It's a fact that 12 humans have left their written and sworn testimonies that they saw and handled the plates. It takes a jury of 12 members to convict or acquit a person of the highest crime in our nation. Shouldn't we give the same weight of evidence to those men who testified in the opening pages of the Book of Mormon that what they are saying is true? It's a far stretch to think that 12 men can come up with the same lie, and all of them take it to their deathbeds. Not one ever denied their testimony. Thanks for this opportunity to express my thoughts.

  • 1.96 Standard Deviations OREM, UT
    May 8, 2014 1:34 p.m.

    Brahmabull:

    You are splitting hairs on semantics and omitting major parts of the witnesses.

    The 3 witnesses were shown the plates by an angel of God, and they heard the voice of God declare the translation was by the gift and power of God. Of course the 3 witnesses will say it was a spiritual vision and their spiritual eyes beheld them (the plates, the angel, the voice of God). This doesn't discount the physical reality of the plates or that the witnesses' physical eyeballs didn't actually see anything.

    On your omission, you didn't mention the other 8 official witnesses saw the plates with their physical eyeballs, hefted the plates with their physical hands, and perused the plates with their physical fingers. It was without the aid of an angel or hearing the voice of God, hence why they don't mention anything "spiritual" about it.

    Don't you remember Joseph Smith had to hide the plates various times from those trying to steal them? Apparently even Joseph's Smith's enemies believed the plates were real since they went to the effort to rob him.

  • Moontan Roanoke, VA
    May 8, 2014 8:38 p.m.

    @Brahmabull ... re "If you don't see the problems with the whole story, then maybe you are missing something." I suppose that could be the case for 1.96, but necessarily so? Perhaps if you see problems with the whole story, then maybe you are missing something? Do we have any reason to not take Emma at her word? Surely she knew her husband and their day-to-day lives than we do? Does History record anything about her life before and after her husband's death that renders her testimony suspect? I haven't heard of anything.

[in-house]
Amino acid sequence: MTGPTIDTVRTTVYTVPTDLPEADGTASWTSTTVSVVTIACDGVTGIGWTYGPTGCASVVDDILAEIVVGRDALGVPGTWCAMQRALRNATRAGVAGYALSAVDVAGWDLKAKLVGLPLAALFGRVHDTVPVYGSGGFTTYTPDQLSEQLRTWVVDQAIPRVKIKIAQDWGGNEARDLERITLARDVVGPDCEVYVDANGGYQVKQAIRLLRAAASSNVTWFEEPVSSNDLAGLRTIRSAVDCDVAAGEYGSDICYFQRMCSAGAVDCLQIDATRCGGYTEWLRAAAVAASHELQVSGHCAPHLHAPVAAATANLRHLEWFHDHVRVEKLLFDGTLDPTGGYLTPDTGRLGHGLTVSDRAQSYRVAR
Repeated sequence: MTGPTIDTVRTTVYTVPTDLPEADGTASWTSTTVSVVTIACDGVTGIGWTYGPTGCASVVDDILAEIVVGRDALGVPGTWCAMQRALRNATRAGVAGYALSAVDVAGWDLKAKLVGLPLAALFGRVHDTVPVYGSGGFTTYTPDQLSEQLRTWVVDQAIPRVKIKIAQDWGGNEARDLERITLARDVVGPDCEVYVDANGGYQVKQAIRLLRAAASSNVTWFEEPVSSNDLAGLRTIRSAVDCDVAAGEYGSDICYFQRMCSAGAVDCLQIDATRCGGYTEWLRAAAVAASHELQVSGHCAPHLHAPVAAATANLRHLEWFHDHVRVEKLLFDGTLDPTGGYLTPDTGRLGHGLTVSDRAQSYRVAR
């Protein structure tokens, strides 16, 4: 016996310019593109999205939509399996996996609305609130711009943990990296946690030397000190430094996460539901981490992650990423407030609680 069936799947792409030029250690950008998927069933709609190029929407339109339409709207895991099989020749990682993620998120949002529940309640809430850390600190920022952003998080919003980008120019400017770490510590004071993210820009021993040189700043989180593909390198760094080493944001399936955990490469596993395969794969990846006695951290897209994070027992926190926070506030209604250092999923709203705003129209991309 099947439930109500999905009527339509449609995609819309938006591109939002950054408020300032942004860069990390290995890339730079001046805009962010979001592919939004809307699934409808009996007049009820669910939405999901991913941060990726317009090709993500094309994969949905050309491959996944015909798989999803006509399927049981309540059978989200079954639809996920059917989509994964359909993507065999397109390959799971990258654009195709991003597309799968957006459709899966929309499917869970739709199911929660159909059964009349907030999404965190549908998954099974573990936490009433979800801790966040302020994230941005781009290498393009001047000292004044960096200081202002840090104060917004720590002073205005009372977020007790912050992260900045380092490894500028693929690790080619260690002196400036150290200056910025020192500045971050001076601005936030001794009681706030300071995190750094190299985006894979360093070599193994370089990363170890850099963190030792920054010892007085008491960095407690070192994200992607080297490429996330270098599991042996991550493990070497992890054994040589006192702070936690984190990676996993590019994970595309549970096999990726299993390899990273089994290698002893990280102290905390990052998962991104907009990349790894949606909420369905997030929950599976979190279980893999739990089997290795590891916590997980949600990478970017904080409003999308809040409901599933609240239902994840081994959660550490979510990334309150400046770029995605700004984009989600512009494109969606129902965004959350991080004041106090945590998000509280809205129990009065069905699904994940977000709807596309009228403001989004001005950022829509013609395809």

• Moontan Roanoke, VA
    May 8, 2014 8:58 p.m.

    @Brahmabull... Correction: Surely she knew her husband and their day-to-day lives BETTER than we do?

    An embarrassing fact for husbands the world over: women know their man better than the man knows himself. Warts and all. A wife is the one mortal we can't pull the wool over. The world may regard a particular man infallible, larger than life. But then there's the missus. The Prophet was no exception. History gives us a portrait of a good-hearted woman, wife and mother in Emma. If she says he couldn't compose a letter, that the plates were covered on the table, etc., etc., I think we'd do well to accept her testimony. She stood to gain absolutely nothing by lying.

  • Shelama SALT LAKE CITY, UT
    May 10, 2014 9:29 a.m.

    Back in the days when I was a Mormon I used to devour "The Church News" and it's never-ending stories of remarkable Mormons. It left me with the world-view and confident knowledge that only Mormons were remarkable. In large part, because they were Mormon.

    I still recognize and appreciate the fact that there are remarkable Mormons.

    But the world -- including the world of remarkable people -- has become so much larger.

  • Brad James Manti, UT
    May 12, 2014 8:39 a.m.

    I love Jane Manning, she is my heroine in this last dispensation (Deborah and Mary Magdalene before her in the scriptures), I learned about her during the Nauvoo Pageant and actually told blacks I taught in the mission field about her. She was denied temple blessings which makes me want to cry, but remained loyal anyway, joining the Saints in Salt Lake City. She's a perfect example for trusting in the Lord, especially when things don't go your way. We are a better Church with blacks, Latinos/Latinas and all nationalities :)